Back to Normal
I have never liked the phrase "business as usual" because it denotes a sense of complacency, and I don’t ever want to have a feeling of doing things so that they are “good enough.” However, there is a time and place for everything(just to throw another cliché at you), and after four weeks of PSSA testing- one week of ELA, one week of Math, one week of Science, and over 90 make-up sections- it feels good to say we are back to business as usual.
Thanks to everyone for your flexibility and support over the last month. The UPS truck came to pick up the last of the tests today. Typically I prefer receiving packages from UPS, but I was just as happy shipping these packages off today. It truly took a collaborative effort to make the last month function as smoothly as it did.
Literacy Across the Curriculum
PSSA’s are over, but our school year is not. It would be easy to go into “shut-down” mode after high-stakes testing, but it just doesn’t happen here. Our kids are too important to us. There are great things going on around the building, and I am happy to be sharing those with you again.
Check out the first picture below from outside Mrs. DeLuca’s room. You see a perfect example of differentiation (one of MANY ways to differentiate). Students were writing about a science experiment they completed. Look how Gina provided the appropriate amount of support for writing the explanation. The student on the left was given the opportunity to respond independently while the student on the right required scaffolding and more of a cloze-form of a response. Both students were given equal access to the curriculum and opportunities to demonstrate their abilities. One just needed some extra support.
The next two pictures are from Room 18. In the middle picture you will see two well-written paragraphs with rich descriptions and content-specific vocabulary... from Katie’s MATH class. Look at the cross-curricular skills here. The student used evidence to describe the shape, transition words, appropriate punctuation, etc. all during a math lesson. It is great to see the application of skills.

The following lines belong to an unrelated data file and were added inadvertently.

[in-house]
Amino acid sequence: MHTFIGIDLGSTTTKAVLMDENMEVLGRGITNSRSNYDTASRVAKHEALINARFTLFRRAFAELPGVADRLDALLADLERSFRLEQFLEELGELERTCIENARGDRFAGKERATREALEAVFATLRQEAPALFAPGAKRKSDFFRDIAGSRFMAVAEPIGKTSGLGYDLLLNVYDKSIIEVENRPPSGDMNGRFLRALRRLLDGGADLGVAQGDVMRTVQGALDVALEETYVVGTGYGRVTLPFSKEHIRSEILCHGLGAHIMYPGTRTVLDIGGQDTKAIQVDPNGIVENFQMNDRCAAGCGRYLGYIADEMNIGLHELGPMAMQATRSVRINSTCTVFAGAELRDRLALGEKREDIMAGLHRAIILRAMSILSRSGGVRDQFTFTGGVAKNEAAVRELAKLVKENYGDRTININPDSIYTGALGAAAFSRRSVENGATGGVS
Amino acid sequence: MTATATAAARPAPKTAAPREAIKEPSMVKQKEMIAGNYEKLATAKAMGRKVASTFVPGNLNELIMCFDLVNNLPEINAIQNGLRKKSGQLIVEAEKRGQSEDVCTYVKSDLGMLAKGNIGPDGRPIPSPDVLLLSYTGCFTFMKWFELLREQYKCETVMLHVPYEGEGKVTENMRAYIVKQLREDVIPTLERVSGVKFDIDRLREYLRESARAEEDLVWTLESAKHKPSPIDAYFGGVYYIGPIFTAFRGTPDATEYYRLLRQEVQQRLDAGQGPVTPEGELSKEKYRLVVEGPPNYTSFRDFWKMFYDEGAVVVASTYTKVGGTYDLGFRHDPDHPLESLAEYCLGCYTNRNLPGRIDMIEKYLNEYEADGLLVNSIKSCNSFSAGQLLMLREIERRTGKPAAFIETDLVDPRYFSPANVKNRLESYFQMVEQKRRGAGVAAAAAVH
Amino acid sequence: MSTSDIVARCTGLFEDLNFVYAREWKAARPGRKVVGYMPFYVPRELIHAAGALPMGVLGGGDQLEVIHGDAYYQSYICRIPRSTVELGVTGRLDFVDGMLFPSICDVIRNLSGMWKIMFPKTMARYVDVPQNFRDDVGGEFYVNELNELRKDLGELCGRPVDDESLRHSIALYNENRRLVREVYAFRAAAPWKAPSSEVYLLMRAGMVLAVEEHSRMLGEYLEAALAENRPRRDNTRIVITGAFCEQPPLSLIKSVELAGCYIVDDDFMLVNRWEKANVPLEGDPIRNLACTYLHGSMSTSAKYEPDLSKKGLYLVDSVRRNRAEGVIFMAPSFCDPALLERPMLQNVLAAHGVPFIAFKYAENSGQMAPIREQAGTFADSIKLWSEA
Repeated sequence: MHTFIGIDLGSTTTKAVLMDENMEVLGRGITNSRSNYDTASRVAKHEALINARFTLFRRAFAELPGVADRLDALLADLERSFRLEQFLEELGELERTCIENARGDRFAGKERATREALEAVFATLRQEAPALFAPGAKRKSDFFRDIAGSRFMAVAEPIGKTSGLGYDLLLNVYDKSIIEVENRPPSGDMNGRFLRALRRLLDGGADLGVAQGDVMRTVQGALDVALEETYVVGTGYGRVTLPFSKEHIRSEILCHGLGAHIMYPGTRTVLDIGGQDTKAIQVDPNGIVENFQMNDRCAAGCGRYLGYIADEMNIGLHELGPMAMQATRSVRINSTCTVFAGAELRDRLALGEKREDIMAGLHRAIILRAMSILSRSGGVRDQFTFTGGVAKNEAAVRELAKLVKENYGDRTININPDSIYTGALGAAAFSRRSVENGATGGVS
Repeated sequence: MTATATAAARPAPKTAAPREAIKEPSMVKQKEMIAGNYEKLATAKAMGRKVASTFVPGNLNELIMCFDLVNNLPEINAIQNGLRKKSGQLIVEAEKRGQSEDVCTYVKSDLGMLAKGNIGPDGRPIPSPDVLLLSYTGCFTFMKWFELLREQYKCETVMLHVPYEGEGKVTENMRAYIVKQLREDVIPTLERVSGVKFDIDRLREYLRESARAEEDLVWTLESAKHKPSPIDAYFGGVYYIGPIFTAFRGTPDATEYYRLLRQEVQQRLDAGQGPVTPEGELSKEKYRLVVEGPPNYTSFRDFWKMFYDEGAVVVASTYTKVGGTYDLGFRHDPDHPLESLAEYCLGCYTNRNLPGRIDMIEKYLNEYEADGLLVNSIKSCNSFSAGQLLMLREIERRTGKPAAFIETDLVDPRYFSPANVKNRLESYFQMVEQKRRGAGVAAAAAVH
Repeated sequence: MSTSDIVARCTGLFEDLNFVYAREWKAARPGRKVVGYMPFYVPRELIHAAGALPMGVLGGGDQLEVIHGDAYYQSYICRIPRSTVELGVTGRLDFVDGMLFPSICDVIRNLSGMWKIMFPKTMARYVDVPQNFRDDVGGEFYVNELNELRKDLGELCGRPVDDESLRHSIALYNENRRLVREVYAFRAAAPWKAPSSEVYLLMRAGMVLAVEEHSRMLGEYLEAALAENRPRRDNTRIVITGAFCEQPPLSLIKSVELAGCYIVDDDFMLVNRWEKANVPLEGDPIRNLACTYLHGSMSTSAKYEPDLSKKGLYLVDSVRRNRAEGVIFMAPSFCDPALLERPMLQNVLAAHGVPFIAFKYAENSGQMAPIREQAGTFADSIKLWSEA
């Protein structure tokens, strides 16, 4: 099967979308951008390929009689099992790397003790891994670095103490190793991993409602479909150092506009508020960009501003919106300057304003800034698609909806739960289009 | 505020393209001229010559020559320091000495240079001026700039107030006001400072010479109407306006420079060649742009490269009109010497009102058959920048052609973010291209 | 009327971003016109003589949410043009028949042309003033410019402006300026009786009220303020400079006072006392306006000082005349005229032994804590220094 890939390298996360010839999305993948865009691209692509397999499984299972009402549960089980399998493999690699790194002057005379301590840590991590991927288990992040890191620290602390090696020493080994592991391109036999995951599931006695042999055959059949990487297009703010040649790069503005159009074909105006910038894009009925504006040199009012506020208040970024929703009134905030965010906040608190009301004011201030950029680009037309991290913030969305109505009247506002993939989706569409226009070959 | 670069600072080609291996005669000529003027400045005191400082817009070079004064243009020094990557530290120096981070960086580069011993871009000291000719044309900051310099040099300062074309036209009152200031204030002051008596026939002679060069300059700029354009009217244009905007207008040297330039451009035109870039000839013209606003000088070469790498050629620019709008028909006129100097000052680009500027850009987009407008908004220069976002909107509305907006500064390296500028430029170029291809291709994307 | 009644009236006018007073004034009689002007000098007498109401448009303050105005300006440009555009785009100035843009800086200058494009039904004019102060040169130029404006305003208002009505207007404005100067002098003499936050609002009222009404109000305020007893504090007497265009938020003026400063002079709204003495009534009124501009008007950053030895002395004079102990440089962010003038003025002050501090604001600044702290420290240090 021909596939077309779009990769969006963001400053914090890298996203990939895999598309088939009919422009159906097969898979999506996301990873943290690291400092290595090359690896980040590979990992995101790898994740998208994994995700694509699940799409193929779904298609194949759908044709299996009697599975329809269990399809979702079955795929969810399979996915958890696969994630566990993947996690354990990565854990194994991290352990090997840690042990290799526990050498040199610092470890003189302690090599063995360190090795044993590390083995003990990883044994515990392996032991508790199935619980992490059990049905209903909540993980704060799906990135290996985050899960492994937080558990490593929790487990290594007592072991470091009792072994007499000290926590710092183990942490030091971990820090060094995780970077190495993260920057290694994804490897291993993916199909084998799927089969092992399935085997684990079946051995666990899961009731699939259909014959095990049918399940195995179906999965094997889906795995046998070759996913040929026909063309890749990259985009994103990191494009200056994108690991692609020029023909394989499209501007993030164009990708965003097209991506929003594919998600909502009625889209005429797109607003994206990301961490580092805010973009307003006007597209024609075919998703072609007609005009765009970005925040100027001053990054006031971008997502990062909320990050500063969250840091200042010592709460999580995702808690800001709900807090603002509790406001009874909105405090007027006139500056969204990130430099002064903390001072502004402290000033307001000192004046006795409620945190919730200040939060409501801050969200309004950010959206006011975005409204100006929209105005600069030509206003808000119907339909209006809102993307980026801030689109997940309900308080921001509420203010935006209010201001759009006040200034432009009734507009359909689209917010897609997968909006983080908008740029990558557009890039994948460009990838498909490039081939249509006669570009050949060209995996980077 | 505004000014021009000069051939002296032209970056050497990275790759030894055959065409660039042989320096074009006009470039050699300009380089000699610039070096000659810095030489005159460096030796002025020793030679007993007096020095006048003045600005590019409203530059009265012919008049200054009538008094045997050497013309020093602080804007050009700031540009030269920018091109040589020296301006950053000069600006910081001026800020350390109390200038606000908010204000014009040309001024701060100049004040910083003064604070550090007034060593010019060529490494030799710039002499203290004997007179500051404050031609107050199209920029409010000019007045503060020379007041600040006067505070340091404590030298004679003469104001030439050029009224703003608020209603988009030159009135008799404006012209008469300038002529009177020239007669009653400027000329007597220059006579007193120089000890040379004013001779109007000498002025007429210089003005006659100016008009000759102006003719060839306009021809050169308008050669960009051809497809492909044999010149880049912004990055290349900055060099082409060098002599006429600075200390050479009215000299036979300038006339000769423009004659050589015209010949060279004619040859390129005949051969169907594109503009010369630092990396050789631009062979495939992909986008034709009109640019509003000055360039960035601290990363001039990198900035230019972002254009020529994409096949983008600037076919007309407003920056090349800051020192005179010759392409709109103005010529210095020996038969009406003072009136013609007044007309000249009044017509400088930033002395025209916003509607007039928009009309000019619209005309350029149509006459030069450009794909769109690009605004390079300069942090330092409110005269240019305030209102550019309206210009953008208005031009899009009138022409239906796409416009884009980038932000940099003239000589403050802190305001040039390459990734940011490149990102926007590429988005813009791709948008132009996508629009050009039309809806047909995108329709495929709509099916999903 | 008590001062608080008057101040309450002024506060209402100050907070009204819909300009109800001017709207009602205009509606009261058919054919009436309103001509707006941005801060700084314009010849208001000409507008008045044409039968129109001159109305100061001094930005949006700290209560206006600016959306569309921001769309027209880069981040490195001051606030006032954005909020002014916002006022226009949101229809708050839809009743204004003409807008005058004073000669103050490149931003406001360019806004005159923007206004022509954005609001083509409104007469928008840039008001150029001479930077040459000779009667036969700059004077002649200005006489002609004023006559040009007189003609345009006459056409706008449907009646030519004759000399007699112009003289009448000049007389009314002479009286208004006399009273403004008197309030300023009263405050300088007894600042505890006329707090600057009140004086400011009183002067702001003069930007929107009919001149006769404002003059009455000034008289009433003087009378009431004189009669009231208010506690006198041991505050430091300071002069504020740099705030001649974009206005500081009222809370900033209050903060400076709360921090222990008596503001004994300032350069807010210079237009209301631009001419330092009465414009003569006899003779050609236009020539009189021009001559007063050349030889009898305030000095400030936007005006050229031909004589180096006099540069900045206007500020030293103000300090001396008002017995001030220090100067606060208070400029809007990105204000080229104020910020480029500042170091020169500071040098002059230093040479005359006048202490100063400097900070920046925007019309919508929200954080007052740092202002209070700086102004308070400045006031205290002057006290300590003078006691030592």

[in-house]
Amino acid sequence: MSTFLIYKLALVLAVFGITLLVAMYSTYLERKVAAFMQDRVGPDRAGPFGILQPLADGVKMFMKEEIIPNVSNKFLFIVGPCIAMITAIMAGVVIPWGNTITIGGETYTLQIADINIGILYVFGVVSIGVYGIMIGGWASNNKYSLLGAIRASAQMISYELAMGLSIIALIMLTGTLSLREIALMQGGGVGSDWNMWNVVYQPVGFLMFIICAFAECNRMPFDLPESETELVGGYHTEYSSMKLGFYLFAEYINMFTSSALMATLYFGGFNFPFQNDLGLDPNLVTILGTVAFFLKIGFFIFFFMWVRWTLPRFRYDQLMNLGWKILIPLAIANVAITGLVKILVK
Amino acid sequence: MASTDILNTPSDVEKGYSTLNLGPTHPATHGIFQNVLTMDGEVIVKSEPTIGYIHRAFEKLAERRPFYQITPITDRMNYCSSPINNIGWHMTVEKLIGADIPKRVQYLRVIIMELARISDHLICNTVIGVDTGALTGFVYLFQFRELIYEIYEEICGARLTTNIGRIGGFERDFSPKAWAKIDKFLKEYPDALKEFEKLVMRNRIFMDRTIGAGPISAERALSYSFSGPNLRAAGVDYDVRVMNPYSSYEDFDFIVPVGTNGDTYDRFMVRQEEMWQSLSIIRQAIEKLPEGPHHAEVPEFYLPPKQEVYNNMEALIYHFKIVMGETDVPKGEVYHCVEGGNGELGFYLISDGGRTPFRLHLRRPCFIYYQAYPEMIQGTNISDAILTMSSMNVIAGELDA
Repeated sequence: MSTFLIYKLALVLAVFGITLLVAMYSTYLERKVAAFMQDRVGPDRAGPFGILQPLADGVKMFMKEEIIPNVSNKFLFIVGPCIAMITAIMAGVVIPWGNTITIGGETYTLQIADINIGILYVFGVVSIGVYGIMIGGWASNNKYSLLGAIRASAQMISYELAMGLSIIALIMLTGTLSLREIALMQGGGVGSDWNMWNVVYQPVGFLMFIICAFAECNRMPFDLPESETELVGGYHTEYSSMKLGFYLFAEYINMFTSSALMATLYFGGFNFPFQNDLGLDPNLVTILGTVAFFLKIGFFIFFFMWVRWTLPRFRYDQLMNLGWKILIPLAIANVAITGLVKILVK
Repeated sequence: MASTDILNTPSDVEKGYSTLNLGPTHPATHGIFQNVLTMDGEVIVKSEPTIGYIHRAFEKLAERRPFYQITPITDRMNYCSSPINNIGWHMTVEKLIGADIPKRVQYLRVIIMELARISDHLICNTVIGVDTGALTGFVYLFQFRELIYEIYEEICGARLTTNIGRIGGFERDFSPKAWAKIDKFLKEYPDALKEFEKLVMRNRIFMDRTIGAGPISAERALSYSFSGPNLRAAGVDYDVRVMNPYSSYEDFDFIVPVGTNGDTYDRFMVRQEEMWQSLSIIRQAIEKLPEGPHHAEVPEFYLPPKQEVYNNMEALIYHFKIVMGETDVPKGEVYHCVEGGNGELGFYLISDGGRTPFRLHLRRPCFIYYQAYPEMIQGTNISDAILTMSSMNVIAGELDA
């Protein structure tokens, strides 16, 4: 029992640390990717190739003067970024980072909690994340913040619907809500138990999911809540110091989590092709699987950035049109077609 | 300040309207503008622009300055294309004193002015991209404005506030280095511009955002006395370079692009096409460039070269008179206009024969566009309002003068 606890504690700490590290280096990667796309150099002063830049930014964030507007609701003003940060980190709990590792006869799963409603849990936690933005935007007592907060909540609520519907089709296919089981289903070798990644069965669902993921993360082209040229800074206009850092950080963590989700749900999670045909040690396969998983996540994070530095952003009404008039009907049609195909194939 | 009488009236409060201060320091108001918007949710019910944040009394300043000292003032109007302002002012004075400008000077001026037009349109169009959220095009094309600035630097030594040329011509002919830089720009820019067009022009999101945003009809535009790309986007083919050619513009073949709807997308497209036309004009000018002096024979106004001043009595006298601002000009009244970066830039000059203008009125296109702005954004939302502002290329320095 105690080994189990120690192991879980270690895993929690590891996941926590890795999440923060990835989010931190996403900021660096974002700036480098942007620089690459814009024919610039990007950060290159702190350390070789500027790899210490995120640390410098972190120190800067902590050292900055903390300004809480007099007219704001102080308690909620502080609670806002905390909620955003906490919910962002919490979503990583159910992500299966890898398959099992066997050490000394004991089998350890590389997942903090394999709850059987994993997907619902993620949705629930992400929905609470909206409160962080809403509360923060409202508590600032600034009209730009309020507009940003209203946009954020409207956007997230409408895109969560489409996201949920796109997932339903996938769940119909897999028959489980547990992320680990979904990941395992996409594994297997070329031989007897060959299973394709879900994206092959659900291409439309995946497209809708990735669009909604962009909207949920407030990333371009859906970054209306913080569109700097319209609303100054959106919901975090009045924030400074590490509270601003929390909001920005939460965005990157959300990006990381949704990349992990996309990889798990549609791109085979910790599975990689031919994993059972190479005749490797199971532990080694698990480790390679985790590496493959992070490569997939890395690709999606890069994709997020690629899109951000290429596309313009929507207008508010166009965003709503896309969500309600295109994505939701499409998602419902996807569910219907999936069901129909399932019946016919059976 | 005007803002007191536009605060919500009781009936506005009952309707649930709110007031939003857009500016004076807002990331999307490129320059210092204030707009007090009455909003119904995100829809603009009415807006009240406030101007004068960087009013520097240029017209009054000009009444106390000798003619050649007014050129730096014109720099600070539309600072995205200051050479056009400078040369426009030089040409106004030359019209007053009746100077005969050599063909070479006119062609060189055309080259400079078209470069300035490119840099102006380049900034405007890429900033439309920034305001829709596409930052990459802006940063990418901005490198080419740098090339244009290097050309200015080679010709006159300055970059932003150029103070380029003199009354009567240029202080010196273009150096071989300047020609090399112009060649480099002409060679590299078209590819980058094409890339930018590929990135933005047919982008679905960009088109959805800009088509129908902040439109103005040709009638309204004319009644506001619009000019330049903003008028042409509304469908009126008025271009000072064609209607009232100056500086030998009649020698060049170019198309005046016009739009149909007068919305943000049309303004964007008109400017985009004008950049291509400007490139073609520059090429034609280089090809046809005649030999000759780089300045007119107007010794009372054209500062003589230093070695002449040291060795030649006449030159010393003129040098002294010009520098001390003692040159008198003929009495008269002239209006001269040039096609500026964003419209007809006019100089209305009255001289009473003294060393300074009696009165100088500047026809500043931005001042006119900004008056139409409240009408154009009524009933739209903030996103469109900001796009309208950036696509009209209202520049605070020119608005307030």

The last picture was taken during Katie’s guided reading time. She has her essential question written on the whiteboard, and she continued to refer to it. This seems very simple, but it is crucial. Katie was working on many skills during her lesson, but having the essential question written kept the students focused on their task. It gave students a purpose as they actively read, and it provides Katie with opportunities to continue to reference her goal for the students. Telling them the objective for the lesson is a must, telling them and showing them is even better.
Literacy in Math
We all know that we can go to Andrew for his knowledge and skills in math. He has what we often hear as a “math brain,” but look at his lesson today. The students were completing a word problem that required no computation… but lots of math reasoning. Andrew showed the students how important it was to actively read when solving math problems. The students underlined, took notes, drew diagrams etc. That is exactly the type of reading strategy we teach students as they dissect text during their ELA block.
A Visit from Gracie
You may not have seen her, but Gracie opened up a restaurant called The Hamburger Hut in Room 6 this week. Students ordered milk shakes, hamburgers, and frog leg soup at the hamburger hut. Gracie was teaching them how to multiply with decimal points. Students had to read the menu, identify the prices and figure out how much it was going to cost them to order three ice cream sundaes, four order of fries, etc.
The students LOVED it. The pencils could not have been moving any faster. They were focused, on-task, working together, laughing, and… multiplying. This lesson could have been delivered very traditionally, but the students walked away learning how to multiply using decimals, eager for their homework to practice more ordering from The Hamburger Hut, and with a great memory of Gracie and her New York accent.